In her ideal world, Lucinda Brand will cross the finish line of Paris-Roubaix Femmes on Saturday five minutes ahead of her rivals. She will enter the famed velodrome alone, and have time to celebrate the victory, soaking up the accolades from the crowd. She will feel goosebumps on her dusty skin. For a rider who hasn’t ridden in the Hell of the North before, and is yet to secure a strong result on the road in 2022 so far, it's a big dream. But the Trek-Segafredo rider will not shy away from a challenge.
“I’m one of the leaders, and I’m a good card to play for the team,” she tells me with confidence just a few days ahead of the race. But Brand isn’t a bookies’ favourite. While she had a stunning cyclo-cross campaign over the winter – where she ended up winning 20 races and finished second in the World Championships – the Dutch rider’s start to her road season was hampered by illness and she’s only just beginning to find her form. However, as the springtime edition of Paris-Roubaix rolls round and the sun beats down on the cobbles of Northern France, the 32-year-old appears more than ready to fight for victory.
Brand doesn’t expect that missing the race last year will hamper her chances. “I started road racing early and always have been riding in the bunch,” she explains. “If you are trusting your own skills on the bike, like how your bike is reacting and handling, that will help enough.”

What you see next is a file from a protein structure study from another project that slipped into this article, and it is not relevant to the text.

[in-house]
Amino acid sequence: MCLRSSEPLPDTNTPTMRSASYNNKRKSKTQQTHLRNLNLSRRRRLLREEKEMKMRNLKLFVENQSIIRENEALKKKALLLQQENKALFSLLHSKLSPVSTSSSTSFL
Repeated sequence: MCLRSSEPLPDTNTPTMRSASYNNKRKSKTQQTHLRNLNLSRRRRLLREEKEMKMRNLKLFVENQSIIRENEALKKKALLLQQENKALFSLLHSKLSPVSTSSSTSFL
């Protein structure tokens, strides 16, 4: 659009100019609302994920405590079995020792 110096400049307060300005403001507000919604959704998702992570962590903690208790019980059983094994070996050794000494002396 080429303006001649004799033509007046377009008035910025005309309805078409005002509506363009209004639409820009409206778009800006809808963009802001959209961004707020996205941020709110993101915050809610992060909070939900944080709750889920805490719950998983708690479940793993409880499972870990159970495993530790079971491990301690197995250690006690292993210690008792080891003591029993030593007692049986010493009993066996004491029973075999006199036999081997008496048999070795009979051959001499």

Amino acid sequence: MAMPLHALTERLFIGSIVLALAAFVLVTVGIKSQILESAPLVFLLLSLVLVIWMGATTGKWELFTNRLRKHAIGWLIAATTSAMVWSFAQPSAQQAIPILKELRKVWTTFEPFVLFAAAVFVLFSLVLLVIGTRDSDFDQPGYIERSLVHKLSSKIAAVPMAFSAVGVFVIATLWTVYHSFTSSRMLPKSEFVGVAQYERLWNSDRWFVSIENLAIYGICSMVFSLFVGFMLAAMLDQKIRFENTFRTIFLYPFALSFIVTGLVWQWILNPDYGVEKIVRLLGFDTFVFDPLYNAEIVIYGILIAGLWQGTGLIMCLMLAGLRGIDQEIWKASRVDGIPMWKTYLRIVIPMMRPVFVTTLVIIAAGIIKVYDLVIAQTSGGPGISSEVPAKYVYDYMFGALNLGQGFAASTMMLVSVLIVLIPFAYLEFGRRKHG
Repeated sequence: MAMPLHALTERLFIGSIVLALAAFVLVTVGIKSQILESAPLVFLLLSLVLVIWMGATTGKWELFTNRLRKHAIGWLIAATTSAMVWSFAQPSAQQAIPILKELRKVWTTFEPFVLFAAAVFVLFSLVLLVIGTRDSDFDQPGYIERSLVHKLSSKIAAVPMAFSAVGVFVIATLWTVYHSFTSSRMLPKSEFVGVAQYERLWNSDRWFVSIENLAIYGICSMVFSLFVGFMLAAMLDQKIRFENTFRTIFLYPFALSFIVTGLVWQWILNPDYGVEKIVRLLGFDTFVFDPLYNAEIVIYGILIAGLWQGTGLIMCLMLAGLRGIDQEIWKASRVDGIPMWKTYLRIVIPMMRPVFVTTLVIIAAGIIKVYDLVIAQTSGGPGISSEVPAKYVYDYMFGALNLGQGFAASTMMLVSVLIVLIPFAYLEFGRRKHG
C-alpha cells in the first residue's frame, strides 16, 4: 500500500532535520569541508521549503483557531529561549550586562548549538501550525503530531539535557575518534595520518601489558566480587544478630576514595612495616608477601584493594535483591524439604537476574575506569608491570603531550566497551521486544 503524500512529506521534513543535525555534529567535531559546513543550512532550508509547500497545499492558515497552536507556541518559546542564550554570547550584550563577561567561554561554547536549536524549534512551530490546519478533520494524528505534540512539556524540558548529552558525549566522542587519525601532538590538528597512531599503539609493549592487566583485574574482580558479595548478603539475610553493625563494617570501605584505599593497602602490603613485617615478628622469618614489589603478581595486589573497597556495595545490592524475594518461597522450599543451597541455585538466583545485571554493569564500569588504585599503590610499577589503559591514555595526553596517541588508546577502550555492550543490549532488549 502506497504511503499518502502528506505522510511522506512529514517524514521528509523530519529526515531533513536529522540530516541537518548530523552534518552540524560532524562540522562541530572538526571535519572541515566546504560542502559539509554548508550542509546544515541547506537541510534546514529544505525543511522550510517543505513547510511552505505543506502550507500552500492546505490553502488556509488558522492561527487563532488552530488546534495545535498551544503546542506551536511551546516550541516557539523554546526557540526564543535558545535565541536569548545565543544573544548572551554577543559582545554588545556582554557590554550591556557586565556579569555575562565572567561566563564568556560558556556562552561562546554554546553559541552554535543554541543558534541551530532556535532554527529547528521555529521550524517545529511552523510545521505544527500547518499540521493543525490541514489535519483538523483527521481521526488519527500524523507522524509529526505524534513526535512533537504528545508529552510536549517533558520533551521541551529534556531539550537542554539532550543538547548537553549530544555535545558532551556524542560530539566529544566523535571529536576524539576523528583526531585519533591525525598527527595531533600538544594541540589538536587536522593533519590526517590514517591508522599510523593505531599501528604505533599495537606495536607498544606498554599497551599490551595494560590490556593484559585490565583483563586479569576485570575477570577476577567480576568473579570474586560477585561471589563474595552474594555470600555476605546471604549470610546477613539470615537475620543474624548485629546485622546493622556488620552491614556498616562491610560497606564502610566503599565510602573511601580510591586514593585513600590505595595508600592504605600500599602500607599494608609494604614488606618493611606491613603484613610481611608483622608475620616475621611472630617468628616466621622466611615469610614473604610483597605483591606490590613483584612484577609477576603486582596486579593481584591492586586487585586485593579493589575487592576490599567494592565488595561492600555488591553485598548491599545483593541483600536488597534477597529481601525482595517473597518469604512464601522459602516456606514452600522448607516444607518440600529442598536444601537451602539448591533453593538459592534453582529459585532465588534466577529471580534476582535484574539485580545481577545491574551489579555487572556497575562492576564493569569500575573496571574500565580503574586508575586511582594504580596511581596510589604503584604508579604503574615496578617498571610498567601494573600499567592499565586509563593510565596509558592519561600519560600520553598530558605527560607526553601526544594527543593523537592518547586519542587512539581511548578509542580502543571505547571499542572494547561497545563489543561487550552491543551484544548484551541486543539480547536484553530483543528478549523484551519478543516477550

Of course, she watched last year’s wet edition of Paris-Roubaix with a vested interest as her teammate, Lizzie Deignan, stormed to an impressive solo win. “I actually really was proud of how she rode on the cobbles,” says the Dutch rider. “In those conditions, your natural reaction will be to brake or stop pedalling. But actually, if you keep going, you will find the traction again, that’s what I told Lizzie.”
2021’s inaugural edition of Paris-Roubaix was brutal, and saw many riders leave the race with cuts, bruises and broken bones, battered by the greasy cobbles. While it may instil fear in those of us just watching on TV, seeing the carnage of last year didn’t faze Brand. “If you start thinking about these things, like crashing, you will be in the back of the bunch. Once you feel like this is the moment I really need to move, suddenly you're not really thinking about it anymore. It's still scary, but you kind of delete it from your mind,” she says.
Brand has a pragmatic approach to avoiding the risk of crashing in Roubaix: if there are fewer riders in front of you, the probability of people falling off around you is lower. This means fighting for the front of the bunch is at the forefront of her mind heading into the race. “I'm not a nice person in the bunch. It's not that I'm hitting anybody or anything but it's really clear: this is my spot,” she says. “I make gaps that you think maybe aren’t there and then suddenly, I just can pass.”
Despite her clear hunger for her own chances, Trek-Segafredo bring one of the best sprinters in the world to the race with Elisa Balsamo. Will Brand sacrifice her race to protect her Italian teammate for a bunch kick? “We should not throw away a sprinting card. So for sure, we're going to protect her a little, or at least give her the freedom to save energy,” she says. “For us, I think we just need to keep trying and racing. And also, after a race like this, I think your sprint is never the same.”